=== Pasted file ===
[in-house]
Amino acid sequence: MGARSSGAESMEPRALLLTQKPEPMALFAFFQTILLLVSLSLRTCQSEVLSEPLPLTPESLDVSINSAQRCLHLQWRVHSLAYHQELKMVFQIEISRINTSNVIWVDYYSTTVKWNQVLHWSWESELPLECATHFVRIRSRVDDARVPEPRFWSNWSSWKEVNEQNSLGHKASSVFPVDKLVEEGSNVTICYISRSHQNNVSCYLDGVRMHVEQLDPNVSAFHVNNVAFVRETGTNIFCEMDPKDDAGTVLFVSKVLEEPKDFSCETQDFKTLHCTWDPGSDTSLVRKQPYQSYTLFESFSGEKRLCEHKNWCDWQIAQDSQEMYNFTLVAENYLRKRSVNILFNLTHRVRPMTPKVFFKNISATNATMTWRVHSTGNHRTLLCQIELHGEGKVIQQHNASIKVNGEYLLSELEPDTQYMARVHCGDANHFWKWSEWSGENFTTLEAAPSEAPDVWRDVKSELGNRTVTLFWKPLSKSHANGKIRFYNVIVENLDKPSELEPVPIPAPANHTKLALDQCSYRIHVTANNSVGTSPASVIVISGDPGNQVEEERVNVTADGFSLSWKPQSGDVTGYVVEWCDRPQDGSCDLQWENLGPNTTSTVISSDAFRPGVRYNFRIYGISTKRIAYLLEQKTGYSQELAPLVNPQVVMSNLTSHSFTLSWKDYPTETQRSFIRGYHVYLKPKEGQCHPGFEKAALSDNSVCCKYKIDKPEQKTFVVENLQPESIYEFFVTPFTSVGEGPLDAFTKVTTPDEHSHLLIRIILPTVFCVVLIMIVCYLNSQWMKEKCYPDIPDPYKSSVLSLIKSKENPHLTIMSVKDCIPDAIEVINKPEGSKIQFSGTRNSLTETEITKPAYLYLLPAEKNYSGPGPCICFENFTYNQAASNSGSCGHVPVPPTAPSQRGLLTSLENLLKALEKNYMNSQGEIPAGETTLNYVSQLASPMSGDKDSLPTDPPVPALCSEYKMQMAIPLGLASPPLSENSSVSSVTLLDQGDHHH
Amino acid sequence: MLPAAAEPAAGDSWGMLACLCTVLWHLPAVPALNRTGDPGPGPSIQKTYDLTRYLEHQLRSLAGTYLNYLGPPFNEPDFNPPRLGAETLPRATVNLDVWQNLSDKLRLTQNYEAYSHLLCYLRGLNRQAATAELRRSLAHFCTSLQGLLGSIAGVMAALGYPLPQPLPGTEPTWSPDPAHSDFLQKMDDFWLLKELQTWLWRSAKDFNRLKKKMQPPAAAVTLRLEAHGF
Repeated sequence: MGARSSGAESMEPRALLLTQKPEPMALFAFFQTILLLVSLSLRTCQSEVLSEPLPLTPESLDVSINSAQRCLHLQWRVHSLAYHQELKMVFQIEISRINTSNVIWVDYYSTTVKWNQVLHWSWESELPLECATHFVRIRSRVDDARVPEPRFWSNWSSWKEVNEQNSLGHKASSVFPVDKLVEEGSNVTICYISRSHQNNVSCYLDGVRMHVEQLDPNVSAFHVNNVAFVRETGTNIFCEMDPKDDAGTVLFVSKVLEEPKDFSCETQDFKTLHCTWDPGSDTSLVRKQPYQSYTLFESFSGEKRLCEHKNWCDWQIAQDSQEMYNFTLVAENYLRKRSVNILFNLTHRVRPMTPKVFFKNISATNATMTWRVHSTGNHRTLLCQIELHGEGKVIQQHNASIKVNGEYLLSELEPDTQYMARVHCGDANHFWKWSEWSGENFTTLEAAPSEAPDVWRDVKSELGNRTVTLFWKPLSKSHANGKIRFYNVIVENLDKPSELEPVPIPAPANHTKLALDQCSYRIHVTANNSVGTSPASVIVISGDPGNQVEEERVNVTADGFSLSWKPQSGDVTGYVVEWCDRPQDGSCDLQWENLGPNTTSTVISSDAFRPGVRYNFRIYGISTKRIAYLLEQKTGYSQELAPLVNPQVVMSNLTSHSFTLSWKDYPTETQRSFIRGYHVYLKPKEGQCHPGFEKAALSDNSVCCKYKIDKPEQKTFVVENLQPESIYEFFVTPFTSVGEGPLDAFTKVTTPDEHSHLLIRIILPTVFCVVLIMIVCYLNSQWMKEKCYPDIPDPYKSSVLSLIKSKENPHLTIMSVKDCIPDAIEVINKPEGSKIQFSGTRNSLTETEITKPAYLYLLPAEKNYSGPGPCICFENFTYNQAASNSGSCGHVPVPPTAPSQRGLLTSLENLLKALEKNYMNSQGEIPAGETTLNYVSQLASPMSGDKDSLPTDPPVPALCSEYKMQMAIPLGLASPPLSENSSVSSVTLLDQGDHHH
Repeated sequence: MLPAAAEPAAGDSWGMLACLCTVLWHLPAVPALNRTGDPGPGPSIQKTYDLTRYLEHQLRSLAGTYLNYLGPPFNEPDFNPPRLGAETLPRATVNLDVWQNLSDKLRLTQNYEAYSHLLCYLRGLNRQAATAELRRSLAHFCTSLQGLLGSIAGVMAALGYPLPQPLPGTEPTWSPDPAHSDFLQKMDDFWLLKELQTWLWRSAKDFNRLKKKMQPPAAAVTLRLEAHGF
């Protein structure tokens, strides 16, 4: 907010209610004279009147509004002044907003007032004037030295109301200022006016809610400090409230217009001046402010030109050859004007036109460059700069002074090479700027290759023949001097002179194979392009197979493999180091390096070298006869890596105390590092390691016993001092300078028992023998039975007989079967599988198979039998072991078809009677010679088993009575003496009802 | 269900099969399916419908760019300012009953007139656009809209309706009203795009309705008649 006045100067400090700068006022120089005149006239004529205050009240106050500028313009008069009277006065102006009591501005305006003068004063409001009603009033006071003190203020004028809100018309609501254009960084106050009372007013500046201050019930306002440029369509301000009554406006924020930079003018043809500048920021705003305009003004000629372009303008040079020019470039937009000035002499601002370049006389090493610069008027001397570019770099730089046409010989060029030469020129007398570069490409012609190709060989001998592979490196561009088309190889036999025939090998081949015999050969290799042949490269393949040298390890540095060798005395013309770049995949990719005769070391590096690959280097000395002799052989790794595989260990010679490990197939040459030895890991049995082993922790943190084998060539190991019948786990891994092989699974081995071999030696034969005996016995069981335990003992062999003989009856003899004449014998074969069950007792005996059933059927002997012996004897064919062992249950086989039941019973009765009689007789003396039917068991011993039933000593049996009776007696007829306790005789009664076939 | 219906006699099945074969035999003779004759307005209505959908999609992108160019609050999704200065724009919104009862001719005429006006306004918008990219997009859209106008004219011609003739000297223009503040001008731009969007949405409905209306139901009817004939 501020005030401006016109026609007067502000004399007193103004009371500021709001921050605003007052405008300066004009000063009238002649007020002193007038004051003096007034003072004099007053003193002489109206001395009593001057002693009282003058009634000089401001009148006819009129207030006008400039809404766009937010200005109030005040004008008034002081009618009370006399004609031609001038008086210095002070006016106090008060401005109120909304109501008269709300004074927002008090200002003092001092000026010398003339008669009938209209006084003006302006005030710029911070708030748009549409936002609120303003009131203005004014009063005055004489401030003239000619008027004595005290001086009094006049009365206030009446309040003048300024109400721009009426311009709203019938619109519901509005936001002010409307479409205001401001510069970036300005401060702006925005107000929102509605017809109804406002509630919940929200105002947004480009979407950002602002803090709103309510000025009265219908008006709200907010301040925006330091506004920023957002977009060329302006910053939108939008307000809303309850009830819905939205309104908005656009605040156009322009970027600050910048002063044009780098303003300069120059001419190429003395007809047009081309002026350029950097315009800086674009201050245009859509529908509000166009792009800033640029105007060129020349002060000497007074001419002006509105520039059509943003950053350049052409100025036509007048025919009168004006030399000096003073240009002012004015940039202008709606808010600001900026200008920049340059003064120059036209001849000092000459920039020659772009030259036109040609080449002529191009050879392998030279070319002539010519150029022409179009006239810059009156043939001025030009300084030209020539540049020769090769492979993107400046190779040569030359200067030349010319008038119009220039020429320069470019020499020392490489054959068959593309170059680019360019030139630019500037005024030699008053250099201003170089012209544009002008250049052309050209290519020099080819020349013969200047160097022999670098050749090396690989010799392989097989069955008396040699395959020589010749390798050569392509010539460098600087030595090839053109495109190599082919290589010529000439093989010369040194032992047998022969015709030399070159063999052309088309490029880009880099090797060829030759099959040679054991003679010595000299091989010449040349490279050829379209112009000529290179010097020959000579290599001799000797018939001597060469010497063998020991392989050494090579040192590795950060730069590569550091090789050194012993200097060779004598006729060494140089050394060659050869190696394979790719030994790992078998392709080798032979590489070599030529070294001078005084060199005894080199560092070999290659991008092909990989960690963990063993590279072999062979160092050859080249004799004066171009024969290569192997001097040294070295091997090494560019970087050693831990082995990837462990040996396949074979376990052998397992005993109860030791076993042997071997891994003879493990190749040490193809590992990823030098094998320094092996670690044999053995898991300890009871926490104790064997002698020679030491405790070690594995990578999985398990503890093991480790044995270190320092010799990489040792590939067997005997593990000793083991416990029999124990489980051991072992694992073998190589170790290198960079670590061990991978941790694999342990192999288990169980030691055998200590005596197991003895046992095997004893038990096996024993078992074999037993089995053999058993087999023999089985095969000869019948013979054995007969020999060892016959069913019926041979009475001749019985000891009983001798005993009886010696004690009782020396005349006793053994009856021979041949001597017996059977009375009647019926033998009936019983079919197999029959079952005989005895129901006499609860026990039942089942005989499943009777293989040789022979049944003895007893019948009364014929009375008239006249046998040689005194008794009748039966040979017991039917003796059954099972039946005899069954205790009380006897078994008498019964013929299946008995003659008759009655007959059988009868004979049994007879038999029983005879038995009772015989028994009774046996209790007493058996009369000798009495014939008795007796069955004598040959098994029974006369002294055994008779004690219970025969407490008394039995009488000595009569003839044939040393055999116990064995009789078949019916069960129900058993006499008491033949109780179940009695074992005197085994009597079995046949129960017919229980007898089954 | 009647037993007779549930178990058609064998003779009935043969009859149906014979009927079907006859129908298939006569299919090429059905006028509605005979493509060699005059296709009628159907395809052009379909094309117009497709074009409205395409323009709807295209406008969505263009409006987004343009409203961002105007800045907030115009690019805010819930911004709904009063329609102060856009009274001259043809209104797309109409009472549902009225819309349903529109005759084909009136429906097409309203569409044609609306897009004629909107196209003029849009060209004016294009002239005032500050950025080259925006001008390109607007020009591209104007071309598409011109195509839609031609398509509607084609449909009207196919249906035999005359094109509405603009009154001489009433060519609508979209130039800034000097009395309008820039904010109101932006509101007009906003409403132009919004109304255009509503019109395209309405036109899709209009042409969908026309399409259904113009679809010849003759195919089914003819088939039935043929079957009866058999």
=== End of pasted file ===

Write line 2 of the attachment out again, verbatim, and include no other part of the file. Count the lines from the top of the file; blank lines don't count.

Amino acid sequence: MGARSSGAESMEPRALLLTQKPEPMALFAFFQTILLLVSLSLRTCQSEVLSEPLPLTPESLDVSINSAQRCLHLQWRVHSLAYHQELKMVFQIEISRINTSNVIWVDYYSTTVKWNQVLHWSWESELPLECATHFVRIRSRVDDARVPEPRFWSNWSSWKEVNEQNSLGHKASSVFPVDKLVEEGSNVTICYISRSHQNNVSCYLDGVRMHVEQLDPNVSAFHVNNVAFVRETGTNIFCEMDPKDDAGTVLFVSKVLEEPKDFSCETQDFKTLHCTWDPGSDTSLVRKQPYQSYTLFESFSGEKRLCEHKNWCDWQIAQDSQEMYNFTLVAENYLRKRSVNILFNLTHRVRPMTPKVFFKNISATNATMTWRVHSTGNHRTLLCQIELHGEGKVIQQHNASIKVNGEYLLSELEPDTQYMARVHCGDANHFWKWSEWSGENFTTLEAAPSEAPDVWRDVKSELGNRTVTLFWKPLSKSHANGKIRFYNVIVENLDKPSELEPVPIPAPANHTKLALDQCSYRIHVTANNSVGTSPASVIVISGDPGNQVEEERVNVTADGFSLSWKPQSGDVTGYVVEWCDRPQDGSCDLQWENLGPNTTSTVISSDAFRPGVRYNFRIYGISTKRIAYLLEQKTGYSQELAPLVNPQVVMSNLTSHSFTLSWKDYPTETQRSFIRGYHVYLKPKEGQCHPGFEKAALSDNSVCCKYKIDKPEQKTFVVENLQPESIYEFFVTPFTSVGEGPLDAFTKVTTPDEHSHLLIRIILPTVFCVVLIMIVCYLNSQWMKEKCYPDIPDPYKSSVLSLIKSKENPHLTIMSVKDCIPDAIEVINKPEGSKIQFSGTRNSLTETEITKPAYLYLLPAEKNYSGPGPCICFENFTYNQAASNSGSCGHVPVPPTAPSQRGLLTSLENLLKALEKNYMNSQGEIPAGETTLNYVSQLASPMSGDKDSLPTDPPVPALCSEYKMQMAIPLGLASPPLSENSSVSSVTLLDQGDHHH